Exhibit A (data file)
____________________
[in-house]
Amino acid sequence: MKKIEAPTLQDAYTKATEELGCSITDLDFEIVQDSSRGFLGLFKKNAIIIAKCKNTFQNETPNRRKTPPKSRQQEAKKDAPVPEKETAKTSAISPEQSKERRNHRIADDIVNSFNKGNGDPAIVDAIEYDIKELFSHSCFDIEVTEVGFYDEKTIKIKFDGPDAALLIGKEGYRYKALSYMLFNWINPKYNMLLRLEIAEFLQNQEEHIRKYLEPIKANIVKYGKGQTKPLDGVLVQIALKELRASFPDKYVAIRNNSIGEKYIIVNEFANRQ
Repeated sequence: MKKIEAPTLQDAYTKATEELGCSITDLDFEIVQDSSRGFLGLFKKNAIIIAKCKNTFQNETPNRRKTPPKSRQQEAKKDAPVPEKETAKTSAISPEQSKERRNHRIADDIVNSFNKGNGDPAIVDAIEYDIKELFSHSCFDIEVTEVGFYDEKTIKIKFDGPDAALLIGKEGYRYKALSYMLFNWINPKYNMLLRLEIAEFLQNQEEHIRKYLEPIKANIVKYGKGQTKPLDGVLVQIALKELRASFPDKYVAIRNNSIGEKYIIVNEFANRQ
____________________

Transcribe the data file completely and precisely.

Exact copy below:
[in-house]
Amino acid sequence: MKKIEAPTLQDAYTKATEELGCSITDLDFEIVQDSSRGFLGLFKKNAIIIAKCKNTFQNETPNRRKTPPKSRQQEAKKDAPVPEKETAKTSAISPEQSKERRNHRIADDIVNSFNKGNGDPAIVDAIEYDIKELFSHSCFDIEVTEVGFYDEKTIKIKFDGPDAALLIGKEGYRYKALSYMLFNWINPKYNMLLRLEIAEFLQNQEEHIRKYLEPIKANIVKYGKGQTKPLDGVLVQIALKELRASFPDKYVAIRNNSIGEKYIIVNEFANRQ
Repeated sequence: MKKIEAPTLQDAYTKATEELGCSITDLDFEIVQDSSRGFLGLFKKNAIIIAKCKNTFQNETPNRRKTPPKSRQQEAKKDAPVPEKETAKTSAISPEQSKERRNHRIADDIVNSFNKGNGDPAIVDAIEYDIKELFSHSCFDIEVTEVGFYDEKTIKIKFDGPDAALLIGKEGYRYKALSYMLFNWINPKYNMLLRLEIAEFLQNQEEHIRKYLEPIKANIVKYGKGQTKPLDGVLVQIALKELRASFPDKYVAIRNNSIGEKYIIVNEFANRQ